A Study to Determine the Effectiveness of Spinal Cord Stimulation for the Treatment of Refractory Angina Pectoris


  • Study type

  • Study IDs

  • Describes the nature of a clinical study. Types include:

    • Observational study — observes people and measures outcomes without affecting results.
    • Interventional study (clinical trial) — studies new tests, treatments, drugs, surgical procedures or devices.
    • Medical records research — uses historical information collected from medical records of large groups of people to study how diseases progress and which treatments and surgeries work best.
  • Site IRB
    • Rochester, Minnesota: 18-009764
    Sponsor Protocol Number: 18-009764

About this study

The purpose of this study is to perform an in-depth review of pre-operative considerations and indications for spinal cord stimulation (SCS) for refractory angina pectoris (RAP), intraoperative findings, and postoperative reports of any adverse events and (secondarily) patient reports of effectiveness with this therapy.

Participation eligibility

Participant eligibility includes age, gender, type and stage of disease, and previous treatments or health concerns. Guidelines differ from study to study, and identify who can or cannot participate. If you need assistance understanding the eligibility criteria, please contact the study team.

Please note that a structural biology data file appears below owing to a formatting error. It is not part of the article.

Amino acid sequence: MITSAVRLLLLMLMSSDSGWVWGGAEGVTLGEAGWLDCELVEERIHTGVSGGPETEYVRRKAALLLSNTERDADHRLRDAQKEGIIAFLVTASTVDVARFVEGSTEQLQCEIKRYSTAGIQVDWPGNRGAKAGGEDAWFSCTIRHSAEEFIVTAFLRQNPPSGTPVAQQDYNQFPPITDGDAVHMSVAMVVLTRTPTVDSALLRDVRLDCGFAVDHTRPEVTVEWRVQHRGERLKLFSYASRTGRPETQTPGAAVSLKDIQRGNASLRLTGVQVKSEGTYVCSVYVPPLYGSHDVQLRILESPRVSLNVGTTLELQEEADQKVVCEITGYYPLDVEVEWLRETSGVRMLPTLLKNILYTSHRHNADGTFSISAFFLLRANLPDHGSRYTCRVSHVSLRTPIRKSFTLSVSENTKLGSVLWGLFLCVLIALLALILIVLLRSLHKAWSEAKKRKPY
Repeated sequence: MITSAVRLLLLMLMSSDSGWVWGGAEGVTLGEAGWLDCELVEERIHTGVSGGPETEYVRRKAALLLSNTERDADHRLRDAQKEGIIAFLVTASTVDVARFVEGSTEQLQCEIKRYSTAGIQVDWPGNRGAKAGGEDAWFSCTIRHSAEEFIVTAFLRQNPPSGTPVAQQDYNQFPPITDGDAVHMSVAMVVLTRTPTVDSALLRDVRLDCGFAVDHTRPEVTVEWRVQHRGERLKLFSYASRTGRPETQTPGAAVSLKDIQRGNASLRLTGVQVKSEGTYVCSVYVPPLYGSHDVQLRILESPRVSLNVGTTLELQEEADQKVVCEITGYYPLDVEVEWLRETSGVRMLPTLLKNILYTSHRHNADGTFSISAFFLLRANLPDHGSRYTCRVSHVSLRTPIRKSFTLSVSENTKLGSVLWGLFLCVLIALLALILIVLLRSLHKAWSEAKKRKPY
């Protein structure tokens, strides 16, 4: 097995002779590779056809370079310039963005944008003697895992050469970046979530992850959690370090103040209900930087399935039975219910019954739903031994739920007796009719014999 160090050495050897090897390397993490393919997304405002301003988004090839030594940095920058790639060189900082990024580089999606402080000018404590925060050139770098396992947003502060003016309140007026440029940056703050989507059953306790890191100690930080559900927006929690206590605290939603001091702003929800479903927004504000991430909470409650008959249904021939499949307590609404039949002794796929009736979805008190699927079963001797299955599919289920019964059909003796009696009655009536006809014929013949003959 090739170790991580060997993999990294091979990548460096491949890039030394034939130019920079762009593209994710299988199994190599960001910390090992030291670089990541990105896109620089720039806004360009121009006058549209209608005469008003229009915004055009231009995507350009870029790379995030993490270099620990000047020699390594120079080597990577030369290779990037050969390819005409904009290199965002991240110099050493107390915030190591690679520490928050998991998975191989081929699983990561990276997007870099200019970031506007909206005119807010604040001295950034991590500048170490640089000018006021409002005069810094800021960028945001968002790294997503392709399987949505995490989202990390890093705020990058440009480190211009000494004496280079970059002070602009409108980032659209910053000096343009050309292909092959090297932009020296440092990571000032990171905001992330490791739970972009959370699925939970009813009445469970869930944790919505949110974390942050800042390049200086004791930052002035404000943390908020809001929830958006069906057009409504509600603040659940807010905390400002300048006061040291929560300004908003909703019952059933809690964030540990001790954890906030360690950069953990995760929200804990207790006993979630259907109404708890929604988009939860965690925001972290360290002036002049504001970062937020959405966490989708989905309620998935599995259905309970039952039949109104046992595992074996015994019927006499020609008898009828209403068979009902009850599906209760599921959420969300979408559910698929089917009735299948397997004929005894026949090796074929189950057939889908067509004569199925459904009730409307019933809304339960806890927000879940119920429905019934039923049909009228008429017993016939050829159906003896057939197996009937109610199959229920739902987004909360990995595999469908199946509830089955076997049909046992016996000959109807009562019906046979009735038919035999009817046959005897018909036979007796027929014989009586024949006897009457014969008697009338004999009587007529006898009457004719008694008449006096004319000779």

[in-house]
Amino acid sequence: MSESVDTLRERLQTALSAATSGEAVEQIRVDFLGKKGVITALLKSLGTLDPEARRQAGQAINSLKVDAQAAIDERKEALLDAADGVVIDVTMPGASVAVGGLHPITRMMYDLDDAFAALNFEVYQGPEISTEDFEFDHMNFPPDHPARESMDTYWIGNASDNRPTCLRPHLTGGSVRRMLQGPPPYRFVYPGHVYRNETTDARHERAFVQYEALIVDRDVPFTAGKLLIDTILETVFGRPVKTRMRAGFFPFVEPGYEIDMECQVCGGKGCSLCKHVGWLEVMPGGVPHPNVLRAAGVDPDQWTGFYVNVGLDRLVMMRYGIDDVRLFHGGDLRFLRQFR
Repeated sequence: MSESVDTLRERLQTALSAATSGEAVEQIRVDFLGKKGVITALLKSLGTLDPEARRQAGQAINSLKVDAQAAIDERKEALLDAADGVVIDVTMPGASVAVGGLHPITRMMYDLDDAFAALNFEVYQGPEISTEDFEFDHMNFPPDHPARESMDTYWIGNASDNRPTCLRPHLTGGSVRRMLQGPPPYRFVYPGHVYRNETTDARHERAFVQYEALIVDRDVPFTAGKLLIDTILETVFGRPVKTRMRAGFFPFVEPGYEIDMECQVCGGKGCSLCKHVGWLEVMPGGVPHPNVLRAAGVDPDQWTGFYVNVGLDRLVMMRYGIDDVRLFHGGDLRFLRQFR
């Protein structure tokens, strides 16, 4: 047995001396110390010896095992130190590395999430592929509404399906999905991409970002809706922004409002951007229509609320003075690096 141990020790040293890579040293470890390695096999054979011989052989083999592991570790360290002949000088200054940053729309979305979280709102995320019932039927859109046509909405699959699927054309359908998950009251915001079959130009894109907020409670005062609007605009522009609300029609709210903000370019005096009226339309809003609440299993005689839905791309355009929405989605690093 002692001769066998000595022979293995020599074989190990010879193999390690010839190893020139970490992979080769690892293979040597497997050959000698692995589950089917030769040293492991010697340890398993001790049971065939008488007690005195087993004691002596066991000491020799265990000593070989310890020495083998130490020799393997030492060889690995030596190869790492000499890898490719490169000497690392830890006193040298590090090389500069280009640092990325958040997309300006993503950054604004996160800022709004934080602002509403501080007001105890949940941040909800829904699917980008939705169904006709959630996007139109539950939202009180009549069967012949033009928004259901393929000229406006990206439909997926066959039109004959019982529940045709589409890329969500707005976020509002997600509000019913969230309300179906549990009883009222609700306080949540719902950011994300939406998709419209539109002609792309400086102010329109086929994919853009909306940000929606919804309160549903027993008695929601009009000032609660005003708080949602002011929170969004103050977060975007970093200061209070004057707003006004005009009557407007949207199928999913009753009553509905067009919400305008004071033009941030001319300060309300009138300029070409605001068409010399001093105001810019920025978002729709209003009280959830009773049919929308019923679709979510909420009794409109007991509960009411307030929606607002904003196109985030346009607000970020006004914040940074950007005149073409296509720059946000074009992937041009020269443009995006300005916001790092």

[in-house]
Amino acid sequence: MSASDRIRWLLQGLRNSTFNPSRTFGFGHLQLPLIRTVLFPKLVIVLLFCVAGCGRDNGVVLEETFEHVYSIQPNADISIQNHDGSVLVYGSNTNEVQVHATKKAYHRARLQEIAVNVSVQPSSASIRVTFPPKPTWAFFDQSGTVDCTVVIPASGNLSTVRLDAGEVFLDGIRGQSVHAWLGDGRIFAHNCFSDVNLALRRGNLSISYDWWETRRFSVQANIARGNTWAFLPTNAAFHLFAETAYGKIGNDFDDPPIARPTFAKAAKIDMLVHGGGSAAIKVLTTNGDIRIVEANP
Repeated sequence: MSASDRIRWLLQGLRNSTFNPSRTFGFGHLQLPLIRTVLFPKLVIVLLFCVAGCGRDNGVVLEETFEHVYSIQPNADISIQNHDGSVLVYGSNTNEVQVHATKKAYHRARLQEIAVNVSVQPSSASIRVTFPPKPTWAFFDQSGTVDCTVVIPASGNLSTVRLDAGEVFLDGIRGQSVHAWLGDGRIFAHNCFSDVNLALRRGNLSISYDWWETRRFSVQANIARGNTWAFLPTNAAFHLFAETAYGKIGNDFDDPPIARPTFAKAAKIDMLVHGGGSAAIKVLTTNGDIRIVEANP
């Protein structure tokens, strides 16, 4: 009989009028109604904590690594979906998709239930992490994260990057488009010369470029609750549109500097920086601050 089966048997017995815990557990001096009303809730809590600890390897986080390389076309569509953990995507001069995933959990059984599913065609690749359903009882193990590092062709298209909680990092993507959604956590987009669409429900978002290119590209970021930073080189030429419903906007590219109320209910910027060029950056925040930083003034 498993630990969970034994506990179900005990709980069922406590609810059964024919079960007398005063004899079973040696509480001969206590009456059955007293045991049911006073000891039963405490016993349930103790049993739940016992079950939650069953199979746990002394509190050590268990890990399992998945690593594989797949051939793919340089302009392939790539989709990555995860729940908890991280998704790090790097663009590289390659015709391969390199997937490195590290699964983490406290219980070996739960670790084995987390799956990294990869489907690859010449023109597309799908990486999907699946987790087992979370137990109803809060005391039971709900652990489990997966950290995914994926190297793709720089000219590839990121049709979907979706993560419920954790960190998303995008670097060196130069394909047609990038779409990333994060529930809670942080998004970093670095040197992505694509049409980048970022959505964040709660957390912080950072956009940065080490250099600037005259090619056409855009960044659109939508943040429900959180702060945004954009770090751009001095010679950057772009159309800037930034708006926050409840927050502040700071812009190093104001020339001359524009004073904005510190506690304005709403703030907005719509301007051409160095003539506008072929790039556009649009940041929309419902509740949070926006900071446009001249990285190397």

See eligibility criteria

Inclusion Criteria:

  • All Mayo Clinic-Rochester patients who have undergone spinal cord stimulation for chest pain, chest tightness, or angina between January 1, 2003 and September 11, 2018.

Exclusion Criteria: 

  • Any children, prisoners, adults lacking capacity to consent, or patients who have declined research authorization.

Participating Mayo Clinic locations

Study statuses change often. Please contact us for help.

Mayo Clinic Location Status Contact

Rochester, Minn.

Mayo Clinic principal investigator

William Mauck, M.D.

Contact us for the latest status

Contact information:

William Mauck M.D.



More information


Publications are currently not available

Study Results Summary

Not yet available

Supplemental Study Information

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